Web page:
People often ask why I invest so much time into writing a non-commercial, not-for-profit blog site.  While it is true that we do not make a penny from the site (including ad services), my spirit is made rich from the people who write back to us about their love for the site.  Most of all though, it is those few instances when I have the opportunity to share this platform with a legendary artist that enrich my spirit the most.  To give back, pay it forward.  and just “listen to the words of the prophets.”

These are the thoughts I had when I was contacted about an interview with the great Ras Midas.

Lorenzo Nembhard aka Ras Midas is one of those enigmatic artists who emerged from the underbelly of the golden age of reggae in 1978.  He wasn’t propelled to international fame, his career was a slow and steady burn.  His talent was unquestioned.  Not as much a singer as a chanter, he has always been revered by the most serious heads who mention him alongside names like Ras Mikey Star, Burning Spear.  This is a serious man who is different from other artists of the day in almost every way.   He did not come to the Rastafarian faith through his association with the music, or through his kinship with friends and artists, in fact it is his grandmother that is a devout Rastafarian.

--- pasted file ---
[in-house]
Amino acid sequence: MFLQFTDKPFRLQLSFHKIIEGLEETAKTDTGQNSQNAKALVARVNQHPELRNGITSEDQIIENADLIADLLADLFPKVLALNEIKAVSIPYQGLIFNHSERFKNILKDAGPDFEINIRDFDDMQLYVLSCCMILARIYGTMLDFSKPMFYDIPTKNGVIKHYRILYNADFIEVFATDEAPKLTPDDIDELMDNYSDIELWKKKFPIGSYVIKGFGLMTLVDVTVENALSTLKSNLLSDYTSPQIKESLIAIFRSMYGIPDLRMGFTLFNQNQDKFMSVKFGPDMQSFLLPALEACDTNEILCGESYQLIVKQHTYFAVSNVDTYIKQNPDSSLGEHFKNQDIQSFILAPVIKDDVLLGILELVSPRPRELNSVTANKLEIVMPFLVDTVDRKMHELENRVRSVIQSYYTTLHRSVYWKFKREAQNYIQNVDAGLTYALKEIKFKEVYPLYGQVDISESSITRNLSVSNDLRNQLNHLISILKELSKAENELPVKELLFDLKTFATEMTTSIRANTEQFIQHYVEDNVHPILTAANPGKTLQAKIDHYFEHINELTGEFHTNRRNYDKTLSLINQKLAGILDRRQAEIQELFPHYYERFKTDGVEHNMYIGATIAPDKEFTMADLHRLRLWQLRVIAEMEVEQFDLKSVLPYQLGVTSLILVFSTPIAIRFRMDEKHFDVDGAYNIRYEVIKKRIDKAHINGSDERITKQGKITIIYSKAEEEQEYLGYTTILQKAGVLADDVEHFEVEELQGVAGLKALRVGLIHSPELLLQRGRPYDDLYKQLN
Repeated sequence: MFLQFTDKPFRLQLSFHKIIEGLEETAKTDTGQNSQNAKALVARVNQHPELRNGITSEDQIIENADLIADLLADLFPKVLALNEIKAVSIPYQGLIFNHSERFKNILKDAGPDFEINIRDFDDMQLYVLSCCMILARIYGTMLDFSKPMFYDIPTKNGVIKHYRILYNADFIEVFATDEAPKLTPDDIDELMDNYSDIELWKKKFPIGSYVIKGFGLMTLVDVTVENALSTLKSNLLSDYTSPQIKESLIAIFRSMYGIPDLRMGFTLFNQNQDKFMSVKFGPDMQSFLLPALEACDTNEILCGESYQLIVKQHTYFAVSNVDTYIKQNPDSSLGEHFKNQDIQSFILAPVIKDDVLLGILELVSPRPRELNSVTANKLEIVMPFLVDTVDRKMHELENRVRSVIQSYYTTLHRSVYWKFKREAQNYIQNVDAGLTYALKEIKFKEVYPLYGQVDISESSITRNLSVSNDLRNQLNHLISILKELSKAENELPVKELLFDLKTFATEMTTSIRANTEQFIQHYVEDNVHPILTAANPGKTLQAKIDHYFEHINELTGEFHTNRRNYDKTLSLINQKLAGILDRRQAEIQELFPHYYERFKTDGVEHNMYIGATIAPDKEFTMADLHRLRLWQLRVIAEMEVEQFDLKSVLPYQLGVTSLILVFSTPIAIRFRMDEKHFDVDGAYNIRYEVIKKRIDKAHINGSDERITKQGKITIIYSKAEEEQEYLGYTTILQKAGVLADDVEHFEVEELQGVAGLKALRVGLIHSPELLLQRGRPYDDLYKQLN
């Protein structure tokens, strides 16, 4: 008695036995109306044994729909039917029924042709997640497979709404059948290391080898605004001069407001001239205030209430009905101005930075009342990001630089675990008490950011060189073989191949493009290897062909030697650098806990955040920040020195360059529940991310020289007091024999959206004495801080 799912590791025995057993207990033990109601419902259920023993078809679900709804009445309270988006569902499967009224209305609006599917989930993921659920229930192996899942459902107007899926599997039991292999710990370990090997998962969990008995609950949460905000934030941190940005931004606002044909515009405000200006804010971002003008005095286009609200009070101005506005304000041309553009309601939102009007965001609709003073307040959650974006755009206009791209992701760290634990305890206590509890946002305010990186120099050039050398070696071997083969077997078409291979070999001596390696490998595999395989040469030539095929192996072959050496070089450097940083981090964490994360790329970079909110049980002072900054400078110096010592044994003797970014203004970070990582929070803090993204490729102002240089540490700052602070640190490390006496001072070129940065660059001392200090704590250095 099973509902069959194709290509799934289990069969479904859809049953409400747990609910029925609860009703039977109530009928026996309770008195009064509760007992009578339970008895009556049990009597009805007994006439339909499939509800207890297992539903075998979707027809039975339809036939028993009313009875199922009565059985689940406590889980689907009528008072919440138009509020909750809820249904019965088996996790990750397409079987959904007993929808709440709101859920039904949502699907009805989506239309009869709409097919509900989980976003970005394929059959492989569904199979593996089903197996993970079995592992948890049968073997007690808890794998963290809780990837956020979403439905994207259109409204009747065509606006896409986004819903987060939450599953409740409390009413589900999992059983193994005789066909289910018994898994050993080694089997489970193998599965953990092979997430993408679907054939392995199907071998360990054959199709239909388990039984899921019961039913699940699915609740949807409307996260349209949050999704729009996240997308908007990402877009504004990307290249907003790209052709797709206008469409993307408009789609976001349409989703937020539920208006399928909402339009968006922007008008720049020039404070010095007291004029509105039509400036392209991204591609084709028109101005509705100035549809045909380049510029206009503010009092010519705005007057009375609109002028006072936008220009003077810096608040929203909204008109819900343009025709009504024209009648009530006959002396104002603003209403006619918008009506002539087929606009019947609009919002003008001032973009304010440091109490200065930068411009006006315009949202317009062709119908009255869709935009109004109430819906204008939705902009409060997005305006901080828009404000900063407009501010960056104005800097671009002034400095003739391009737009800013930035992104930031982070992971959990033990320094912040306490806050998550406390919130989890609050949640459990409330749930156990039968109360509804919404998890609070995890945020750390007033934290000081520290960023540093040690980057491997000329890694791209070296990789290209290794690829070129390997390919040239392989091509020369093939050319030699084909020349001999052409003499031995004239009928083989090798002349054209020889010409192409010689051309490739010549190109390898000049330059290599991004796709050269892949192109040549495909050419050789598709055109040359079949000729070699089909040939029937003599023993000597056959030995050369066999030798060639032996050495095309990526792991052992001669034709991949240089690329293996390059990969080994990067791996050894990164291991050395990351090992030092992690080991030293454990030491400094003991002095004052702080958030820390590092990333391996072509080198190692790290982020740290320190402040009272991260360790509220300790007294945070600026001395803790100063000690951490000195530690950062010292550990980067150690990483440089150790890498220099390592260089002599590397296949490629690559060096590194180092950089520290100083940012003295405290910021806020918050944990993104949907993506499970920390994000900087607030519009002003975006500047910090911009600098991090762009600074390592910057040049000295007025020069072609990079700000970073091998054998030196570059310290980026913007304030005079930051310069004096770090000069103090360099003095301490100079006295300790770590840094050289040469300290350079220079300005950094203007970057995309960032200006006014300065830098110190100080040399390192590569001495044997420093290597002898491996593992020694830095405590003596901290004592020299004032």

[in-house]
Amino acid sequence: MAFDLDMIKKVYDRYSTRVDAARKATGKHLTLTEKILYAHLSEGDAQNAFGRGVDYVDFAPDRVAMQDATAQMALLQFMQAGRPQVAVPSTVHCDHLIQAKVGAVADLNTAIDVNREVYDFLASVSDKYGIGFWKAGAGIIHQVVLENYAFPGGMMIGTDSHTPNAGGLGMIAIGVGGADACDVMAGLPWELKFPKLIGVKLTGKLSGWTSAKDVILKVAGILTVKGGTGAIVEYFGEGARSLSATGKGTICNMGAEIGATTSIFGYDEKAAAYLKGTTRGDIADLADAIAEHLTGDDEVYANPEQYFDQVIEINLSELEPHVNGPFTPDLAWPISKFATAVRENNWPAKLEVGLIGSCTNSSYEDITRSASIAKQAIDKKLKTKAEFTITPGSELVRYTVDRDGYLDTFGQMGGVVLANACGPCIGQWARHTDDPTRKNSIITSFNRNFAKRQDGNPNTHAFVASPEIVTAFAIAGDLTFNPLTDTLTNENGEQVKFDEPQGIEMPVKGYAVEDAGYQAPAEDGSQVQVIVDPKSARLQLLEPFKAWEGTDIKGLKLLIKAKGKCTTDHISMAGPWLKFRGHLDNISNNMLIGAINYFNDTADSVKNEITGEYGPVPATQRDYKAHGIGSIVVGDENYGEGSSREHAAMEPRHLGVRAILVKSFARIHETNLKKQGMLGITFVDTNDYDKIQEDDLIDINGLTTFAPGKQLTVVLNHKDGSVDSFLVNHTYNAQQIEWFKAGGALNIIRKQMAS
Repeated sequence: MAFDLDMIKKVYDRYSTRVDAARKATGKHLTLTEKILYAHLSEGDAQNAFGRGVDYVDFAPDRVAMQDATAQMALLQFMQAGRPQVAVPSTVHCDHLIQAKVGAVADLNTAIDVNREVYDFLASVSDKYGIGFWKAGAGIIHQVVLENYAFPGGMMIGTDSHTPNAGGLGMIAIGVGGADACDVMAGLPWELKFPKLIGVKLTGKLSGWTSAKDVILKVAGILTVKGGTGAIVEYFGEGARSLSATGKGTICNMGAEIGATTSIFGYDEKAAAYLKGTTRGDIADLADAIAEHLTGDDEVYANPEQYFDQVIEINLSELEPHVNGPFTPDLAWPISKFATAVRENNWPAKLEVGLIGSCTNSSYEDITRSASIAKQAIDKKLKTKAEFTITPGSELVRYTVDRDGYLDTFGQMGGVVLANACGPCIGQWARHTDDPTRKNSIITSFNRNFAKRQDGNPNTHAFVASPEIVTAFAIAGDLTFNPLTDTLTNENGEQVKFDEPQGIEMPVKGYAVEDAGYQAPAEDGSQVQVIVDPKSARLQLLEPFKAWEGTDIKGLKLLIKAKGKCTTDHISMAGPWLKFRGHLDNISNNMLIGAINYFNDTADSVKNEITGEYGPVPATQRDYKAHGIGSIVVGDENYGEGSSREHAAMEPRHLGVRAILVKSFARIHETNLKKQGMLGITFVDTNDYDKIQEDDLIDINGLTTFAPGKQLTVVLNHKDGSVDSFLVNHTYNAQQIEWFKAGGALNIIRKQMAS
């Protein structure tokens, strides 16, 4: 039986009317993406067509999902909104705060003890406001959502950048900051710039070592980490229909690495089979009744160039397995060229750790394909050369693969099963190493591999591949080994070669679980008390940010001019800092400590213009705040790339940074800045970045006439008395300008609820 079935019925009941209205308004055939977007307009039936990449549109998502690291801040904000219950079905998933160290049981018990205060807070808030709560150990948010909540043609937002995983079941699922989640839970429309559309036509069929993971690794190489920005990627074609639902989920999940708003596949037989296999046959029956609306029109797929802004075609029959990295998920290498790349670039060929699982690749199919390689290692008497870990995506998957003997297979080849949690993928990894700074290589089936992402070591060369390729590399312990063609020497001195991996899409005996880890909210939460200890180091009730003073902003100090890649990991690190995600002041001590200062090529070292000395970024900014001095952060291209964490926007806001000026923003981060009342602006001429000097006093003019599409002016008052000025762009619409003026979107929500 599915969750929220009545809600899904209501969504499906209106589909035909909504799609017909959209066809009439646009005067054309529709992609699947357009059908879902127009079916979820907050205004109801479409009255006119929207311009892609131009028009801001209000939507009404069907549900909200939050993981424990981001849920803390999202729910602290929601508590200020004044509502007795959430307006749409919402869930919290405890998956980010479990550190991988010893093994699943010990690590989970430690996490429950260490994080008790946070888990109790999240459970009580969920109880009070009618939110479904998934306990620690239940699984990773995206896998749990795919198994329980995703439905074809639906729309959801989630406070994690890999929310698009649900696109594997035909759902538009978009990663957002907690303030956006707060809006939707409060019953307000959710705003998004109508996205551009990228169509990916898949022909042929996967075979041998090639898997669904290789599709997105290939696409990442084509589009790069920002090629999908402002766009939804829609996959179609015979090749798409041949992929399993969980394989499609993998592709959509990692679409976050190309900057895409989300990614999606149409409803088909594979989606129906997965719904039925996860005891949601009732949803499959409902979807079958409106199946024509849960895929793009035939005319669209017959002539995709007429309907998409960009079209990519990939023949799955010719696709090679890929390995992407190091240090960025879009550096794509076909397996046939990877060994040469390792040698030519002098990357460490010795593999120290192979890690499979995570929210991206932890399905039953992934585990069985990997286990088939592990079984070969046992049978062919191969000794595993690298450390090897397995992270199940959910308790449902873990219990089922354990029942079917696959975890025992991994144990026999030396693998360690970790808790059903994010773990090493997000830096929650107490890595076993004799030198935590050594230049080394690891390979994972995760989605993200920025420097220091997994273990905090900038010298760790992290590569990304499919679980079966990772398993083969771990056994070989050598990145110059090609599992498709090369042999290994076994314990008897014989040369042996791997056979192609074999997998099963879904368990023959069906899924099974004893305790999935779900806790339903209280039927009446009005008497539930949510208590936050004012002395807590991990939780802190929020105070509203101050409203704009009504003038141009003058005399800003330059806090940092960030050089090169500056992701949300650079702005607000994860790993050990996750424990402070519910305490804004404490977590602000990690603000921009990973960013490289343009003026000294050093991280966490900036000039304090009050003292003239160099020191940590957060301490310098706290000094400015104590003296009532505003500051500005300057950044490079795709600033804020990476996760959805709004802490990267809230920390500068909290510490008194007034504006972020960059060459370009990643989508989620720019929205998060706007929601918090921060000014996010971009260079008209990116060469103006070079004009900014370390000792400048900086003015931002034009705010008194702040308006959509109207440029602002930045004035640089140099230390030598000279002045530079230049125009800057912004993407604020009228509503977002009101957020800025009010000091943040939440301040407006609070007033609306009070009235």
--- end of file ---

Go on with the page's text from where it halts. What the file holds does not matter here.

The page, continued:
Dubbed “The Musical Prophet” in Europe early in his career, Ras Midas consistently delivered dynamic, positive, high energy performances throughout his career.  Ras Midas’s first international hit was the single release “Kude-A-Bamba,” recorded in English and Swahili on Island Records/Harry J. Records.  He was the very first Jamaican artist to record reggae lyrics in French for the song “Too Long In The Wind/Tout Longtemps Dans Le Vent,” which appears on his landmark Rastaman In Exile album.  The album won  the Album of The Year award in France (1980) and is now regarded as one of the great reggae albums of its time.